A Brazil-made iPad has been in the offing since July 2011. However, plans by Taiwan’s Foxconn to build the tablet in South America were held up by negotiations surrounding taxes that could double the cost of Apple’s tablet. Now comes word the government has exempted the iPad, freeing Foxconn to begin churning out iPads stamped “Made in Brazil.”
The tax issue was an important hurdle to overcome as they raised the cost of Apple doing business in Brazil as well as hiked the price of Apple products for South American consumers. The tablet and other keyboardless devices weighing less than 750 grams will forego Brazil’s Excise Tax, Social Contribution Tax and Federal Contribution Tax, according to the Portuguese-language news site FOLHA.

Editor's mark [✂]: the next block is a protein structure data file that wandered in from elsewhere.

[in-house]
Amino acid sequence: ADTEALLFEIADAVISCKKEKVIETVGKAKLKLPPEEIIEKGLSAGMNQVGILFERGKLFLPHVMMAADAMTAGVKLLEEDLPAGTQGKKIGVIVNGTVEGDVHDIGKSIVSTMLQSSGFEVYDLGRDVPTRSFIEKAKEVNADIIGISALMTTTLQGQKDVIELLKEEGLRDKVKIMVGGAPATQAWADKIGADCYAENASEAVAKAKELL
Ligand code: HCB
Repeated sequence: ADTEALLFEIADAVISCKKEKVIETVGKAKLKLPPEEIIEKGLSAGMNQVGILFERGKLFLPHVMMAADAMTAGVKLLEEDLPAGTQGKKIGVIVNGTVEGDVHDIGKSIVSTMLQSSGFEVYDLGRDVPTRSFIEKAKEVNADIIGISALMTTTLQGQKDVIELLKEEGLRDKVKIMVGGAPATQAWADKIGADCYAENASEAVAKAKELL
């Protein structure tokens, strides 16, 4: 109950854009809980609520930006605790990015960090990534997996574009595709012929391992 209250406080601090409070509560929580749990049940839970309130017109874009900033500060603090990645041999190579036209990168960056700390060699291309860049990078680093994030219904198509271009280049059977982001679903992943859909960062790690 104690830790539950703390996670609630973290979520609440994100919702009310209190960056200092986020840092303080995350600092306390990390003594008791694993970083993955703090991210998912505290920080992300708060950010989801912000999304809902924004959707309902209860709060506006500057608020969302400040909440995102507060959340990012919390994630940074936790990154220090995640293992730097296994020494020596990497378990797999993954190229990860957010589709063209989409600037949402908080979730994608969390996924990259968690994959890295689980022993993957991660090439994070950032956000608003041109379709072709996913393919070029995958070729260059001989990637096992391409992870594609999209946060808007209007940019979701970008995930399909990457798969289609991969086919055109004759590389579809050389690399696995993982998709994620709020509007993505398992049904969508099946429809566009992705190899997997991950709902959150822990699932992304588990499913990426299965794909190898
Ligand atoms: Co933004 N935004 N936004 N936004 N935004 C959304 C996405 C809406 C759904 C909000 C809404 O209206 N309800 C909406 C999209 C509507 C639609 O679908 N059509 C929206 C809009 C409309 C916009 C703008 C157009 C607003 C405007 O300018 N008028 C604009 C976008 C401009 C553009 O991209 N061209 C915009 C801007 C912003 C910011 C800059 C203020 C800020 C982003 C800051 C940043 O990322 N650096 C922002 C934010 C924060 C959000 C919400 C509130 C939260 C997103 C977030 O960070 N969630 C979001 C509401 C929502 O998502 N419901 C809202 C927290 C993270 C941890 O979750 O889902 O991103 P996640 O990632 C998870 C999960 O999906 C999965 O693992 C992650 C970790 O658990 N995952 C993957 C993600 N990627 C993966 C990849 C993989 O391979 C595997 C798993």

In September, Foxconn decried the taxes, warning they could threaten the $12 billion deal to build iPads in the South American country. The agreement, announced Monday in the Brazil’s Inter-Ministerial Decree 34, apparently suggests the parties have settled their disputes. A government minister in 2011 was quoted as calling Foxconn’s concerns as “crazy demands.”
The deal could also be seen as relieving some pressure from both Foxconn and Apple. The Cupertino, Calif. company was recently criticized for the working conditions at plants run by Chinese suppliers. Apple CEO Tim Cook refuted a New York Times front-page article about how iPhones are built, saying he was “outraged” about the report which he described as “offensive” and “patently false.”